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Election Law @ Moritz

Election Law @ Moritz


Litigation

Garcia v. Fox-Young

Case Information

Date Filed: October 27, 2008
State: New Mexico
Issue: Improper Election Communications
Courts that Heard this Case: Second Judicial District Court (Case D-202-CV-200811178)

Issue:

Whether efforts by agents of the Republican Party to research questionable voter registrations and then subsequently disseminate the private information of those voters violate New Mexico law.

Status:

Complaint filed 10/27/08. Answer filed 11/21/08.  Motion to stay discovery and bifurcate discovery filed 12/8/08.  Request for hearing on motion filed 12/8/08.

District Court Documents

  • Complaint PDF
  • Answer (filed 11/21/08)
  • Motion to Stay Discovery and Bifurcate Discovery (filed 12/8/08)
    • Memorandum in Support
  • Request for Hearing on Motion (filed 12/8/08)
  • Motion for Rule 12/Rule 23 Scheduling Conference (filed 12/10/08)
  • Plaintiff's Response to Defendant's Motion for Rule 12/Rule 23 Scheduling Conference (filed 1/5/09)
  • Defendant's Reply to Plaintiff's Response to Defendant's motion to Stay Discovery and to Bifurcate Discovery (filed 1/23/09)

Related Links

Commentary

Edward B. Foley

Publication of new BALLOT BATTLES book

Edward B. Foley

I'm delighted that Oxford University Press has published my new book Ballot Battles: The History of Disputed Elections in the United States. I've collected links to last week's blogging related to the book's release.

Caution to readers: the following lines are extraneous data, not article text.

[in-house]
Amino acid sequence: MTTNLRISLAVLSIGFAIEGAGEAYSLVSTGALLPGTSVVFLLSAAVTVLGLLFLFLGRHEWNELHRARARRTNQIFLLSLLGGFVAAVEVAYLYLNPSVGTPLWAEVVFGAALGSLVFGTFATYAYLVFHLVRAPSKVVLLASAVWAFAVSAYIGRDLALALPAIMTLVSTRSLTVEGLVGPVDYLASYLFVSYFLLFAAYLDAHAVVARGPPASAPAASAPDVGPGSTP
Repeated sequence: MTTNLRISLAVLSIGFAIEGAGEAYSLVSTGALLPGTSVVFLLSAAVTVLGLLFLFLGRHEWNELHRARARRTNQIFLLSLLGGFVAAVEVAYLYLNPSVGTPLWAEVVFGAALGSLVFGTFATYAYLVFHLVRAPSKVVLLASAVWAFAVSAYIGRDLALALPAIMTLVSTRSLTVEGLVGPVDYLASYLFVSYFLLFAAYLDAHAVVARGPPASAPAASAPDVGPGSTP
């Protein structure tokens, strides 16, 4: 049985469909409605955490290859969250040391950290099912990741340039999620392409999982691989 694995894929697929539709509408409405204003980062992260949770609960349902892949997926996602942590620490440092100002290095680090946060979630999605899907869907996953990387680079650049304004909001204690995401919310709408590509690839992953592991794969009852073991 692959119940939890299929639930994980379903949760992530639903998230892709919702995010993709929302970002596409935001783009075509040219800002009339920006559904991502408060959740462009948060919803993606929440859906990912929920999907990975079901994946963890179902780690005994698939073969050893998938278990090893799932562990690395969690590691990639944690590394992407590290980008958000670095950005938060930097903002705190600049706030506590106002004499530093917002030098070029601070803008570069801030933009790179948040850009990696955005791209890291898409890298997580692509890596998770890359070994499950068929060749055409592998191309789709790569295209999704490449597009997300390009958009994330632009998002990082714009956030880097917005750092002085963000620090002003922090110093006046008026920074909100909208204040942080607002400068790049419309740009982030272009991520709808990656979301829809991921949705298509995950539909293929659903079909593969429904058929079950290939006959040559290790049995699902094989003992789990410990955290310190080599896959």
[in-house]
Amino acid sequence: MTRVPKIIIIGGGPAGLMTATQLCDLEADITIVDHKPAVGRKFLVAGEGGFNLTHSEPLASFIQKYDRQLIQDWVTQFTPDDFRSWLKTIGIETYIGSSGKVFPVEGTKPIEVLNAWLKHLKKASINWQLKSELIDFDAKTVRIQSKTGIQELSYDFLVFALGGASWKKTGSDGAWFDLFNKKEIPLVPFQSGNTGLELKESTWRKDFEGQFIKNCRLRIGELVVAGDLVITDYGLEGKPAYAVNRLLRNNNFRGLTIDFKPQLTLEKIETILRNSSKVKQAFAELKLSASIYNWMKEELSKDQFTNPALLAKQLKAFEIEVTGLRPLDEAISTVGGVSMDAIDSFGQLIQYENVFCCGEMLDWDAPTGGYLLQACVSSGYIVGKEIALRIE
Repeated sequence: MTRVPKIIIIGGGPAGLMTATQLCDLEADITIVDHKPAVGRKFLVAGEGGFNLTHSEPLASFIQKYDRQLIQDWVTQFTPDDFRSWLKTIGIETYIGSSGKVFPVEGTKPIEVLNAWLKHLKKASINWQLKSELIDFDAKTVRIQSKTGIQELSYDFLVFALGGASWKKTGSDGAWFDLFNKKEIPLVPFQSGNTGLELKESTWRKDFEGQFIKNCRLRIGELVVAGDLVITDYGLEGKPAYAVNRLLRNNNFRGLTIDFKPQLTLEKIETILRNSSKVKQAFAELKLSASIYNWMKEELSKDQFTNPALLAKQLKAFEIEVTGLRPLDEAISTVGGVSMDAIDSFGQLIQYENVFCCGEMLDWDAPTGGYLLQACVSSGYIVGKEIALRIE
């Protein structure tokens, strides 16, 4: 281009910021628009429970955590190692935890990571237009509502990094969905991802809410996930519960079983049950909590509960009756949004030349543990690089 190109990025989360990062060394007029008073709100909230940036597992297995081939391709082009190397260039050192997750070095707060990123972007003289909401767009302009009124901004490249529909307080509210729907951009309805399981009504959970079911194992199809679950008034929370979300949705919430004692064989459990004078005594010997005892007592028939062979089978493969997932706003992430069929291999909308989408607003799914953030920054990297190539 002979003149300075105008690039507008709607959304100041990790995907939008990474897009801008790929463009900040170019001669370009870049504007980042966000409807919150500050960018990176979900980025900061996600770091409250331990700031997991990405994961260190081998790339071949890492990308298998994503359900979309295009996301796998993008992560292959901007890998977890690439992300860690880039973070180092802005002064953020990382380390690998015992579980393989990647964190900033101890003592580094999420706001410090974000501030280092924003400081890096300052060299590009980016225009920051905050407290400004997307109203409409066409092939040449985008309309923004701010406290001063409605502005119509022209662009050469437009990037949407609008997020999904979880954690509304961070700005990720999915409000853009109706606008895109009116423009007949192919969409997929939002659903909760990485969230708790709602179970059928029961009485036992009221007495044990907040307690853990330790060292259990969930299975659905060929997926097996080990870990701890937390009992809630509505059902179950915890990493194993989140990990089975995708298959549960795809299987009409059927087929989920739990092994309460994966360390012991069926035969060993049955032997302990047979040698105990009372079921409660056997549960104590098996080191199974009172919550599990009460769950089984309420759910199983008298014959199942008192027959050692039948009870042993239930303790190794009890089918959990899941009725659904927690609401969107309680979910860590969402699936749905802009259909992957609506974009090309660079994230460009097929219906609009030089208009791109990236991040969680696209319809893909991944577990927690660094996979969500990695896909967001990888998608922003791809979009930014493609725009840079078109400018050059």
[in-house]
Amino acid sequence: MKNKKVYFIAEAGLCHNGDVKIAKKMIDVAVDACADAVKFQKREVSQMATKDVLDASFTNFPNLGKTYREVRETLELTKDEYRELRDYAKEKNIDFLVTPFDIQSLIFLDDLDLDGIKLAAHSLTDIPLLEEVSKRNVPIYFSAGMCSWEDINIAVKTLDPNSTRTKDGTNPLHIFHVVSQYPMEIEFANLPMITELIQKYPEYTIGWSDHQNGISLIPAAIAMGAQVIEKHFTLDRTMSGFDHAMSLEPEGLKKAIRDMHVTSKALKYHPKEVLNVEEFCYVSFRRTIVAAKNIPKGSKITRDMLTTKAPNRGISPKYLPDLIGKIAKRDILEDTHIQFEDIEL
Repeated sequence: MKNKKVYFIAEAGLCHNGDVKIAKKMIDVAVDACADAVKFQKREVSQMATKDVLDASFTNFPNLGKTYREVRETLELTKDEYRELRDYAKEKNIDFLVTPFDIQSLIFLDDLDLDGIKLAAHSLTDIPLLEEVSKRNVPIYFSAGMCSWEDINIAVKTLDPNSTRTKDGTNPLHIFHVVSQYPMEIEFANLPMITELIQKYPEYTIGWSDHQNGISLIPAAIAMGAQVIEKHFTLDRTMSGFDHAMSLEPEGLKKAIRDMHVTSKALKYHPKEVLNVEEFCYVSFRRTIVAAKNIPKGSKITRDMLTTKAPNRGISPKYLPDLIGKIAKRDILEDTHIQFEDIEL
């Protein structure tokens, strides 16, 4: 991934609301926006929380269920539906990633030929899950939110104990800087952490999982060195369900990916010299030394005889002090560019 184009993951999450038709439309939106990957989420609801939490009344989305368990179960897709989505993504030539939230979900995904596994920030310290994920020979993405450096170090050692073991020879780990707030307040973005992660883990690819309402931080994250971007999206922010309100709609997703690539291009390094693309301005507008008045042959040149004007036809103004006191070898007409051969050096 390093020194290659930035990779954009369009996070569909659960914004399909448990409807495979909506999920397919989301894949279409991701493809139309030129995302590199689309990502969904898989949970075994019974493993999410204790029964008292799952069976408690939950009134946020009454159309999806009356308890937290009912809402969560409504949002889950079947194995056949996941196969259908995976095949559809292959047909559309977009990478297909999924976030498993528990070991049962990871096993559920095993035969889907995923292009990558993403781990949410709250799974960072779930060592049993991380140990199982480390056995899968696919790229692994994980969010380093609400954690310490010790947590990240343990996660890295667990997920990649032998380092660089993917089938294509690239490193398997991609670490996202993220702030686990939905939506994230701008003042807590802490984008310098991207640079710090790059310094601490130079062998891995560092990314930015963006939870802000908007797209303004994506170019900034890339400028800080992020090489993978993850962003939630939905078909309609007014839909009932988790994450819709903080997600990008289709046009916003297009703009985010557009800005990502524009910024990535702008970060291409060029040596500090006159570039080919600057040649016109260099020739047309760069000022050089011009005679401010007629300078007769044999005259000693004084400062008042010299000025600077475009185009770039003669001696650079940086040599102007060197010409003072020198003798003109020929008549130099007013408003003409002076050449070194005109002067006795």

more commentary...

In the News

Daniel P. Tokaji

What would it take to find out for sure if Ted Cruz (or others like him) is eligible for the presidency?

Professor Daniel P. Tokaji's research was quoted in a Washington Post article:

The most common route for aggrieved partisans, in this case opponents of Cruz, are the federal courts. But the courts are unlikely to go near the question just because someone brings a lawsuit. If some gadfly, for example, were to sue in federal court to keep Cruz off the ballot, the chances of any judge stepping in to settle the question is close to zero. 

There’s little dispute about that according to, among many others, Ohio State University law professor Daniel P. Tokaji, writing in the Michigan Law Review.

more EL@M in the news...

Info & Analysis

New state voting laws face first presidential election test

more info & analysis...